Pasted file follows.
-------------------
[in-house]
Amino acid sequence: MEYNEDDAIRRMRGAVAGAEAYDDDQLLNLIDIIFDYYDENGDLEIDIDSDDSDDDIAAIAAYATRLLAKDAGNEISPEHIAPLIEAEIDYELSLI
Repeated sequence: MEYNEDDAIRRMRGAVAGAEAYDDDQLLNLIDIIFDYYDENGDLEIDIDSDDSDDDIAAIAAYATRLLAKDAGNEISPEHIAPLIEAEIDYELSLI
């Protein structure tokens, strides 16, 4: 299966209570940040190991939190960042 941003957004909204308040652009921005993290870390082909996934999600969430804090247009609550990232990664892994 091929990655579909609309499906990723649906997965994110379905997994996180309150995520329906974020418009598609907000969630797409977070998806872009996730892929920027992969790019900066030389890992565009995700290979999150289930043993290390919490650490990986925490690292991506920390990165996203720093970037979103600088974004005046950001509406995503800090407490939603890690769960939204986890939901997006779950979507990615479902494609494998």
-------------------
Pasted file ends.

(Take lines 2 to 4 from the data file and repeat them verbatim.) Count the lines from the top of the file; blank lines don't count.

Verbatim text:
Amino acid sequence: MEYNEDDAIRRMRGAVAGAEAYDDDQLLNLIDIIFDYYDENGDLEIDIDSDDSDDDIAAIAAYATRLLAKDAGNEISPEHIAPLIEAEIDYELSLI
Repeated sequence: MEYNEDDAIRRMRGAVAGAEAYDDDQLLNLIDIIFDYYDENGDLEIDIDSDDSDDDIAAIAAYATRLLAKDAGNEISPEHIAPLIEAEIDYELSLI
């Protein structure tokens, strides 16, 4: 299966209570940040190991939190960042 941003957004909204308040652009921005993290870390082909996934999600969430804090247009609550990232990664892994 091929990655579909609309499906990723649906997965994110379905997994996180309150995520329906974020418009598609907000969630797409977070998806872009996730892929920027992969790019900066030389890992565009995700290979999150289930043993290390919490650490990986925490690292991506920390990165996203720093970037979103600088974004005046950001509406995503800090407490939603890690769960939204986890939901997006779950979507990615479902494609494998």